"* * * The references show that the salts which are used by the appellants for causing the ink to separate from the cellulose fibers have been used before for precisely the same purpose, and it appears to us that the same amounts of these salts would be used in following the teachings of the references as the appellants use, that is an amount which is sufficient to cause the ink to become separated from the cellulose fibers. Possibly the appellants' explanation of the action of the salt provides the art with a better approach for determining the proper amount of the salt. However, this does not render the process patentable because we find no evidence in this case that by following the present teaching the amount of salt which is added to the paper slurry differs so radically from that which is added in following the teachings of the references that new and unobvious results are obtained thereby."
The board also sustained the rejection of claim 19 for the reasons given by the examiner.
This case presents two main questions for our determination. The first is whether the italicized portion of claim 18 renders the claim functional. The second is whether the claims are met by the prior art. We are of the opinion that both these questions should be answered in the negative for reasons which will appear hereafter.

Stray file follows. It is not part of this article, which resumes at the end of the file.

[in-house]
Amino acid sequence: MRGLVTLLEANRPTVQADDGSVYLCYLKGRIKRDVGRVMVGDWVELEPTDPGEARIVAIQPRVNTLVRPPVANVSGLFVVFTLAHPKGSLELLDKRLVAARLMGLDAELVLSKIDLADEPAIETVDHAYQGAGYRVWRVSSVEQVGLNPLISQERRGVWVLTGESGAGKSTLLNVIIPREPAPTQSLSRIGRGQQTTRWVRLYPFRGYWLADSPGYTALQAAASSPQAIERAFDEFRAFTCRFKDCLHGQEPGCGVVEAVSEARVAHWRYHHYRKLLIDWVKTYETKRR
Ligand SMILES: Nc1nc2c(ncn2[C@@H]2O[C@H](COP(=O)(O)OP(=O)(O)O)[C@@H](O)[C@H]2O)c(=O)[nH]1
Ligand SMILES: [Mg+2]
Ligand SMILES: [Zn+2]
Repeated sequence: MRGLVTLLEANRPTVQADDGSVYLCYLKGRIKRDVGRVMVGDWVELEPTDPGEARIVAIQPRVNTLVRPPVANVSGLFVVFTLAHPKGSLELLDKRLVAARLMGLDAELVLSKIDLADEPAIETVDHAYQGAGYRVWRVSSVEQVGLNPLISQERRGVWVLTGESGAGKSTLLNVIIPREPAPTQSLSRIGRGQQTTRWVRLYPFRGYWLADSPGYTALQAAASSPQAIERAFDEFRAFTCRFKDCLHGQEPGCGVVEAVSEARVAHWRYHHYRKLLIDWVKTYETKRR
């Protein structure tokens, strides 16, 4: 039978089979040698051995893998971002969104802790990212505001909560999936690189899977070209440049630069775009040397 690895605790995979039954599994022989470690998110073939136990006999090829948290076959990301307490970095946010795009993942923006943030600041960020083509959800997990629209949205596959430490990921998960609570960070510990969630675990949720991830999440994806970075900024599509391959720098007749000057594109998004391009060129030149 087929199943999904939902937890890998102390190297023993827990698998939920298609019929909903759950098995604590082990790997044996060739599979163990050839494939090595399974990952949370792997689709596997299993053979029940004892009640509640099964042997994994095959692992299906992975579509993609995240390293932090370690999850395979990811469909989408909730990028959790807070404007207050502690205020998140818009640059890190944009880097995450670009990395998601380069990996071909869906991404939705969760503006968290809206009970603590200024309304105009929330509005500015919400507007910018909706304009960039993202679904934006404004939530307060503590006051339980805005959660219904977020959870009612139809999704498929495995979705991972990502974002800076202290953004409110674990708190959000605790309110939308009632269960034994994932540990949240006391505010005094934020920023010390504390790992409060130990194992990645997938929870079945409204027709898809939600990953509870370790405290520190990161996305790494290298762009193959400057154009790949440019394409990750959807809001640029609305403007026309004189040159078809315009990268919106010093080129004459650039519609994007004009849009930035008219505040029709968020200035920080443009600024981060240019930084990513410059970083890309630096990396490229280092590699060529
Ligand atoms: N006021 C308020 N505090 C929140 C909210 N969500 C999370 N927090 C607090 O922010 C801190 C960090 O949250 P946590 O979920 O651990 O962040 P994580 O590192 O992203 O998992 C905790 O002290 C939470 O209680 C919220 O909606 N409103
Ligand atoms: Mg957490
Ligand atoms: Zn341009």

It is well settled that functional statements in a claim cannot be relied on to endow the claim with patentable subject matter. In re Laurent, 186 F.2d 741, 38 C.C.P.A., Patents, 811; In re Kniel, 169 F.2d 820, 36 C.C.P.A., Patents, 701. A functional claim has been defined as not being for a substantive thing, but for the result which that thing accomplishes. II Walker on Patents, Deller's Ed., 769. A claim which is functional is improper because the claiming of the function or result is tantamount to extending the monopoly beyond the scope of the invention. See Holland Furniture Co. v. Perkins Glue Co., 277 U.S. 245, 48 S.Ct. 474, 72 L.Ed. 868. Furthermore, conveniently functional language at the exact point of novelty of a claim is objectionable, General Electric Co. v. Wabash Appliance Corp., 304 U.S. 364, 58 S.Ct. 899, 82 L. Ed. 1402, since the inventor is claiming what is old in the non-functional portion of the claim and merely claiming a desired result when he uses functional language at the exact point of novelty, this in essence being an attempt to extend the monopoly beyond the scope of the invention. In short, in our opinion, a true functional claim expresses what is desired rather than what is actually done or what is necessary for the operation of the invention.